Stalwart public schooling defender Diane Ravitch does not like what she saw in School Inc., a three-part documentary series created by former Cato education analyst Andrew Coulson. Of course, she is welcome to disagree with it. But her main complaint—that PBS dared show the documentary in the first place—is concerning from a public debate perspective, while her more substantive critiques of School Inc. illustrate precisely why we need to let all voices engage in debates, not just those with whom we agree.
While 55 percent of those surveyed say parents in their communities had enough school options, roughly 4 in 10 feel “the country in general would benefit from more choice,” The AP reported. Asked about the expansion of public charter schools, 47 percent said they were in favor of more charters and 30 percent said they felt neutral about it. Twenty-three percent, meanwhile, expressed opposition.
As enrollment in Atlanta charter schools grows, a new group is working to help parents navigate “school choice.” Too many parents, especially African American parents, don’t understand that their children don’t have to attend the traditional Atlanta public school in their neighborhood, says David Mitchell, an Atlanta banker and brother of Atlanta city council president and mayoral candidate Ceasar Mitchell.
U.S. News & World Report just released its rankings of the nation’s top high schools and the best in each state. In Michigan, the top three schools were public charter schools. Yet Democratic legislators proposed wiping them out.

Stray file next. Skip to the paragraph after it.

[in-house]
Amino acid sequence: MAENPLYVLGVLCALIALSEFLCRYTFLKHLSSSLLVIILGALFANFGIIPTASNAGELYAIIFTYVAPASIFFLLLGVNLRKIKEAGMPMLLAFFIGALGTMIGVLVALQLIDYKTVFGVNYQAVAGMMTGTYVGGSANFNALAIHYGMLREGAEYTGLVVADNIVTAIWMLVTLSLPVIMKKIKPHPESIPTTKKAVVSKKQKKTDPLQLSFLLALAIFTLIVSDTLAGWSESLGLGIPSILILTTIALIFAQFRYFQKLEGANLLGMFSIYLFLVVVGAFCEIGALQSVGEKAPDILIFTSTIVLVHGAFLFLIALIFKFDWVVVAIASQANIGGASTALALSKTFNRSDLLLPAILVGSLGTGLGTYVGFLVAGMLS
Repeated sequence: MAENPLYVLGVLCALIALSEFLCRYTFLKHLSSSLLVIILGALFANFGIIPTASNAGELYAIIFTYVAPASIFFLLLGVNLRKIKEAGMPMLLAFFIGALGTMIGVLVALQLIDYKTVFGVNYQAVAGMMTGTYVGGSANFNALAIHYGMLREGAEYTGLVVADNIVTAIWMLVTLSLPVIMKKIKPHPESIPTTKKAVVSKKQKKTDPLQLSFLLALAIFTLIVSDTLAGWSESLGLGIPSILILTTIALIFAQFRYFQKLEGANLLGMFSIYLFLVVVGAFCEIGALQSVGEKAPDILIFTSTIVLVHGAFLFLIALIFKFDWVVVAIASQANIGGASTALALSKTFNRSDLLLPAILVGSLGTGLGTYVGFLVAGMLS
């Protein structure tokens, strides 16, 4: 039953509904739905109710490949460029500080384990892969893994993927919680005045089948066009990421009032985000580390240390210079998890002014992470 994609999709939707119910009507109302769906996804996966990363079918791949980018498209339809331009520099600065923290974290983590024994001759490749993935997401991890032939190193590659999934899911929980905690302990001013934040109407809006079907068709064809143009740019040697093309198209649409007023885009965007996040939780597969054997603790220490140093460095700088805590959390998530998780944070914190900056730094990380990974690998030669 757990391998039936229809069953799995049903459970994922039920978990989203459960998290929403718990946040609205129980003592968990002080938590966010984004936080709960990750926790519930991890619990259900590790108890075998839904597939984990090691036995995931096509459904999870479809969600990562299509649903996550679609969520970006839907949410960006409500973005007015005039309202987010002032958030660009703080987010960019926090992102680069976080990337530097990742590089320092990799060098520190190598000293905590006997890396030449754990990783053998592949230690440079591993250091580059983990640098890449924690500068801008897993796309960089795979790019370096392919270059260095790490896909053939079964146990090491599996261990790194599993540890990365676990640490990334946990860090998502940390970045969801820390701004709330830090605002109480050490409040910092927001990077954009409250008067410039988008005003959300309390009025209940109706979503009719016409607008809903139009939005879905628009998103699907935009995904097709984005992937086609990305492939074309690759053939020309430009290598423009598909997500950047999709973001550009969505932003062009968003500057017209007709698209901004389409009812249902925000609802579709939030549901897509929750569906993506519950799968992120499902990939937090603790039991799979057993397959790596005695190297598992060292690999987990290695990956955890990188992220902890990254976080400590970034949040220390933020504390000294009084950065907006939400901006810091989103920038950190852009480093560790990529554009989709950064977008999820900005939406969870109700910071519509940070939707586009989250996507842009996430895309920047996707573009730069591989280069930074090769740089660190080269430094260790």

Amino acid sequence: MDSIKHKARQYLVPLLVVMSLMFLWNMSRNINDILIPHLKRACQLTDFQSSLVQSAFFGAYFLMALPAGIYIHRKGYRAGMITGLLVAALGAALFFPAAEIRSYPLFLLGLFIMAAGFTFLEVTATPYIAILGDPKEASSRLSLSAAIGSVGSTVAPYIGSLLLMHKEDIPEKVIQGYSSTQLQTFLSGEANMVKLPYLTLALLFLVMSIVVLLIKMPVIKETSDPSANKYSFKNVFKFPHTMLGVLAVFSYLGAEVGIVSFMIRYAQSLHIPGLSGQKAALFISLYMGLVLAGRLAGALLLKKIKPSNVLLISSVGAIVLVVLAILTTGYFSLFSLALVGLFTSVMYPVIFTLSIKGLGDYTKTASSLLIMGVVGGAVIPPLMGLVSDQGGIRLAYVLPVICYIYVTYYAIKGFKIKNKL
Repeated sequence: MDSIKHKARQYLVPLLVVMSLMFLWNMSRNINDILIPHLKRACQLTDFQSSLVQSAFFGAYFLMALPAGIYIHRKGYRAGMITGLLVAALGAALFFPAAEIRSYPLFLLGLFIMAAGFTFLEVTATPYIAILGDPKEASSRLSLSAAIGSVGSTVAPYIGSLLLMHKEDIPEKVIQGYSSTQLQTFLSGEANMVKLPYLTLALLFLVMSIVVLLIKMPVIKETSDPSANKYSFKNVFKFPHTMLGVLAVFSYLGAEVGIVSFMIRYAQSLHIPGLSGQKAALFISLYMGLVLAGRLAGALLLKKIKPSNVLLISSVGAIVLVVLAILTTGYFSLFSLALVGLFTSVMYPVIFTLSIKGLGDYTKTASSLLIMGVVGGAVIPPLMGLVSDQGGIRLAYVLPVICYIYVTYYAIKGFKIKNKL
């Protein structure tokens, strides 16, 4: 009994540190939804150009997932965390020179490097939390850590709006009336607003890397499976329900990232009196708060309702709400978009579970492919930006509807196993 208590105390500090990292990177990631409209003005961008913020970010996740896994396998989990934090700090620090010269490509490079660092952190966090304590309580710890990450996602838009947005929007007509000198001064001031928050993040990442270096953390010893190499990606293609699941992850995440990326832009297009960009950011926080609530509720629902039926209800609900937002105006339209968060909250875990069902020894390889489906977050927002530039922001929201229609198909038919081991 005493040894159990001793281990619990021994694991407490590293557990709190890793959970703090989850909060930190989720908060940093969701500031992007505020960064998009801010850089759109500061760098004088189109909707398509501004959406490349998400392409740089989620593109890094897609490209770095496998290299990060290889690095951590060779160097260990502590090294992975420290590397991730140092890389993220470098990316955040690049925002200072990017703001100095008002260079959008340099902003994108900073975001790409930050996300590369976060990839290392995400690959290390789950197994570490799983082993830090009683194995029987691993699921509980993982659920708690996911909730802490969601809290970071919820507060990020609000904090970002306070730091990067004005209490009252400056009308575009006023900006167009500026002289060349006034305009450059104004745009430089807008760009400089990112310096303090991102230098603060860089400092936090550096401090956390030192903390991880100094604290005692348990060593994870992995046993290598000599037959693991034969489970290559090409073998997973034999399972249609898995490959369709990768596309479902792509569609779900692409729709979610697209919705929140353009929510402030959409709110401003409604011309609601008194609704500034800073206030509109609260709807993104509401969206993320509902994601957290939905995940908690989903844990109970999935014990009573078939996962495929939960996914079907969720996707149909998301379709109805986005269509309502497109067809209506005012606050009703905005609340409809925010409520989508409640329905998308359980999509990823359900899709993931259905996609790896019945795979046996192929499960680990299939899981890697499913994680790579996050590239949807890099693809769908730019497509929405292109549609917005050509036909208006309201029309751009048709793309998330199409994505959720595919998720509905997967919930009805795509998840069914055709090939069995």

New York City GOP mayoral candidate Paul Massey is unveiling an education plan that would champion school choice and bring back some Bloomberg-era policies — including reinstating A-to-F report cards to grade public schools. The Massey plan calls for lifting the cap on charter schools and providing charters equal funding with traditional public schools.
Dick Zimmer, a former New Jersey Republican congressman, writes that DeVos’ main opposition comes from local and national teachers’ unions who are against school vouchers. Zimmer supports school choice.
The case for charter schools is often made by showcasing charter schools that are doing a good job of meeting the needs of low-income, minority students—usually in urban districts. Opponents often respond by pointing to regular public schools whose performance is no less impressive. There are, of course, good schools of both types, but that fact does not have much bearing on the debate as to whether the expansion of charter schools is good public policy.